Finally, at a time when G20 leaders, seeking to establish "a more stable and fairer international tax system," have formally endorsed the OECD Inclusive Framework's Two-Pillar Solution to Address the Tax Challenges Arising from the Digitalisation of the Economy,#4 it seems unnecessarily disruptive for the WTO membership to abandon a foundational quarter-century old agreement regarding the treatment of electronic transmissions.#5 We also note in this regard the recent G7 Digital Trade Principles, which state that "[e]lectronic transmissions — including the transmitted content — should be free of customs duties, in accordance with the WTO Moratorium on Customs Duties on Electronic Transmissions."#6

We therefore urge all WTO members to show strong leadership and support of the digital economy by supporting a continuation of the WTO Moratorium on Customs Duties on Electronic Transmissions at MC12.


  1. Africa Cloud Association
  2. Africa Information and Communication Technologies Alliance (AfICTA)
  3. Alianza del Pacífico
  4. Allied for Startups
  5. ACT | The App Association
  6. Asia Cloud Computing Association
  7. Asia Internet Coalition
  8. Asia Pacific MSME Trade Coalition (AMTC)
  9. Asia Business Trade Association
  10. Asociación de Internet MX
  11. Asociación Latinoamericana de Exportadores de Servicios (ALES)
  12. Associação Brasileira das Empresas de Software (ABES)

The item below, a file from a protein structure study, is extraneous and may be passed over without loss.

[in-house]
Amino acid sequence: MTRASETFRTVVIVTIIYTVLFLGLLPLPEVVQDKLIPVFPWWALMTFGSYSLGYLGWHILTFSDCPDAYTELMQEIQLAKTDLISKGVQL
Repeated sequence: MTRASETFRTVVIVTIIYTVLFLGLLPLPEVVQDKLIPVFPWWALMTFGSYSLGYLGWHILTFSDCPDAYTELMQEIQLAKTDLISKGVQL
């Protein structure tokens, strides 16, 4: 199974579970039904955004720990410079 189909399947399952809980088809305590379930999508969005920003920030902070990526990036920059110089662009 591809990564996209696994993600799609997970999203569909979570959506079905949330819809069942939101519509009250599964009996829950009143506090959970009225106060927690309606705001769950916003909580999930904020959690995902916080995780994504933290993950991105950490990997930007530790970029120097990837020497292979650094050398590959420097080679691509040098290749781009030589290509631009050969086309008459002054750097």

13. Association of Competitive Telecom Operators (ACTO) (India)
  14. Australasian Performing Rights Association / Australasian Mechanical Copyright Owners Association (APRA AMCOS)
  15. Australian Services Roundtable
  16. Australian Industry Group
  17. Belize Coalition of Service Providers (BCSP)
  18. Brazilian National Confederation of Industry
  19. BSA | The Software Alliance
  20. Business Council of Canada
  21. Business NZ
  22. Câmara Brasileira da Economia Digital
  23. Cámara Colombiana de Comercio Electrónico
  24. Canadian Chamber of Commerce
  25. Canadian Services Coalition (CSC)
  26. Caribbean Network of Services Coalition
  27. Center for International Economic Collaboration (CFIEC)
  28. Chamber of Digital Industry and Services of National Business Association of Colombia — ANDI
  29. China Council for Promotion of Int'l Trade
  30. China Semiconductor Industry Association (CSIA)
  31. City of London Corporation
  32. Coalition of Services Industries (CSI)
  33. Copyright Overseas Promotion Association (COA) (South Korea)
  34. Digital Trade Network
  35. Dominican Republic Services Association
  36. Ecommerce Forum Africa
  37. Emerging Business Factory (Morocco)
  38. European Services Forum (ESF)
  39. European Semiconductor Industry Association (ESIA)
  40. Global Data Alliance
  41. Global Trade Solutions (South Africa)
  42. Grenada Coalition of Service Industries (GCSI)
  43. Hong Kong Coalition of Services Industries
  44. India Electronics & Semiconductor Association (IESA)
  45. Indonesia Services Dialogue (ISD)
  46. Information Technology Industry Council (ITI)
  47. Interactive Games and Entertainment Association (IGEA) (Australia)
  48. The International Association of Scholarly, Technical and Medical Publishers (STM)
  49. International Chamber of Commerce (ICC)
  50. International Generic and Biosimilar medicines Association (IGBA)
  51. Japan Business Council in Europe (JBCE)